The previous generation’s lifestyle during their working years differed from the baby boomers’ in several important ways. The World War II generation often had a single job, lived in a single city, sometimes even in a single home, for most of their working lives. They had one mortgage, and they paid it off before they retired. The house they owned at 65 often was worth several times what they paid for it. Thus, they could sell their now very valuable house and buy a smaller house or a condo in a retirement community and have substantial funds left over from the sale of the house to provide for living expenses.

Baby boomers, in contrast, are more mobile while working and less mobile in retirement. They not only changed employers, but because technology moved at a much faster pace during their working lives than it did 40 years ago, they changed occupations, cities, sometimes even countries, several times during their working lives. Even those who stayed in the same city for long periods tended to view a house as an investment as well as a dwelling. Therefore, they “traded up” several times during their working lives. Furthermore, they were much less risk-averse than their parents. Each time they moved, they went to a larger house in a more expensive neighborhood with a larger mortgage. At age 65, they still will be making mortgage payments. Although their last house may be worth several times what they paid for their first, they bought their last house relatively recently. Therefore, it is unlikely to be worth substantially more than they paid for it. Because it is still encumbered by a mortgage, their equity in this last home is only a fraction of the home’s value. The most economical post-retirement living arrangement thus may involve staying where they are.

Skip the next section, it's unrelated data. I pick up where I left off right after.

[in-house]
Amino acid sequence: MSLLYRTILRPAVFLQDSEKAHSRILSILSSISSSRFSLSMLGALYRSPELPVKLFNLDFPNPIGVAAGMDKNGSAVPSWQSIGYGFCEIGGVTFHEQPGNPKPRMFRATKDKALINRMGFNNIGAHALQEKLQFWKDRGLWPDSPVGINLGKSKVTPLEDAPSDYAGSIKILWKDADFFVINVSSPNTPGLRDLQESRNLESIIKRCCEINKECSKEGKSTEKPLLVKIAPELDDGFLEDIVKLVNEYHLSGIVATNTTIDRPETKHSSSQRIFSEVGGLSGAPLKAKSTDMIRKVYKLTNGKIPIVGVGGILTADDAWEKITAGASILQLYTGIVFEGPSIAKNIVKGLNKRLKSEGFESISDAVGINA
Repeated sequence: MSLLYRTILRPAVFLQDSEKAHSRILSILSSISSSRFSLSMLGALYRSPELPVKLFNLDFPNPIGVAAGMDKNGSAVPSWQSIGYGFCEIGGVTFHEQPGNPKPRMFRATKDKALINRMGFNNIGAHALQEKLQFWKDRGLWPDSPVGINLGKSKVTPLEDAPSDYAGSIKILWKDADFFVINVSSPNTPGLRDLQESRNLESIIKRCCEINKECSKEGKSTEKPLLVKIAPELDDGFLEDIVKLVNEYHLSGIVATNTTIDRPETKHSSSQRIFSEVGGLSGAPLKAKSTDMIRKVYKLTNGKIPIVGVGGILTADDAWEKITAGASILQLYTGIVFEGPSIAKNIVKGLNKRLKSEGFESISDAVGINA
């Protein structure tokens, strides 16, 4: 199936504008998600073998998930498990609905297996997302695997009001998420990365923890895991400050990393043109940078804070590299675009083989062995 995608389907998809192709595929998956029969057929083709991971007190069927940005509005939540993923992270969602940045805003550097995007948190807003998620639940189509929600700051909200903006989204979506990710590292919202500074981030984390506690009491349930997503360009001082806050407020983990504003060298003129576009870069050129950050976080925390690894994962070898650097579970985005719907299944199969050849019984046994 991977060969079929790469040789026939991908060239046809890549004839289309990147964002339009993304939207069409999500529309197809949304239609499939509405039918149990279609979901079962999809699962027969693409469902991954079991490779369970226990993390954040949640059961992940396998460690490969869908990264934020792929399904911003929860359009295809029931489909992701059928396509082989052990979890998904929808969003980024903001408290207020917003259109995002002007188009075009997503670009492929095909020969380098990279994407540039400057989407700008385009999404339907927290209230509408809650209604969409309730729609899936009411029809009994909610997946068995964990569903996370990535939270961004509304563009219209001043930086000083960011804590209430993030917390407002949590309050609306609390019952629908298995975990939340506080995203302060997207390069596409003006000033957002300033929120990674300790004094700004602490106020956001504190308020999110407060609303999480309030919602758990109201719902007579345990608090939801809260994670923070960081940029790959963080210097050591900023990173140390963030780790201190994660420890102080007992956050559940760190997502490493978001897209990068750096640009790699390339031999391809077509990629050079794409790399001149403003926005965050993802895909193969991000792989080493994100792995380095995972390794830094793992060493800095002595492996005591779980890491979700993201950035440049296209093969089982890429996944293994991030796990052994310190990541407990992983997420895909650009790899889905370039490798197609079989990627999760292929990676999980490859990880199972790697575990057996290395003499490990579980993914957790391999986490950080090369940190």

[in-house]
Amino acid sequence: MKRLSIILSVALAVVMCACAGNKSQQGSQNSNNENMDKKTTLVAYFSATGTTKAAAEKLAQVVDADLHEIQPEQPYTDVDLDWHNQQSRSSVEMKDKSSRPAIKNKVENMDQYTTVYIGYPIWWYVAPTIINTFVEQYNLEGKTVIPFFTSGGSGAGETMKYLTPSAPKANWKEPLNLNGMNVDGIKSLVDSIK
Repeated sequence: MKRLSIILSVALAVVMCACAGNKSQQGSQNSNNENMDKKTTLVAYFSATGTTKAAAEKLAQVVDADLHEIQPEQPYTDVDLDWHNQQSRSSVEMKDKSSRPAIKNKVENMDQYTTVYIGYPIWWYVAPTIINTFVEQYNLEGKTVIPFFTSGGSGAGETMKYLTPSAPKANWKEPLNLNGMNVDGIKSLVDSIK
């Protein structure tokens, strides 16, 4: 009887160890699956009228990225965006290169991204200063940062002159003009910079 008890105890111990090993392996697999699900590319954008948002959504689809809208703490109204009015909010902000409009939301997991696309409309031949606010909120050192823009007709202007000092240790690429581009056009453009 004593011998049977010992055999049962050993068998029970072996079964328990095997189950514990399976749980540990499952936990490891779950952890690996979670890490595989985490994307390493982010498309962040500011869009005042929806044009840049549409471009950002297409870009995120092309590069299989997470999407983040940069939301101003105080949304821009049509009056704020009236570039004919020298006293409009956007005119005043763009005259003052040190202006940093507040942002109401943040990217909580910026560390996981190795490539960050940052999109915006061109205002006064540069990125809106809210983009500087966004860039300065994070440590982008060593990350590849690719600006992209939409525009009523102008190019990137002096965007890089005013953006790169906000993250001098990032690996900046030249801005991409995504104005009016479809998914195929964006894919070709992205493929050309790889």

Successful strategies for baby boomers. For the oldest baby boomers, if they did not establish a savings plan when they entered the workforce, it may be too late to plan to retire at 65. For the younger baby boomers, active retirement at their current standard of living will require 75 to 80 percent of their current living expenses. Computer programs are available to estimate the necessary minimum asset value to support their current lifestyle at their projected age of retirement. Baby boomers need to target a retirement age, determine the amount they will need, and establish a savings/ investment plan.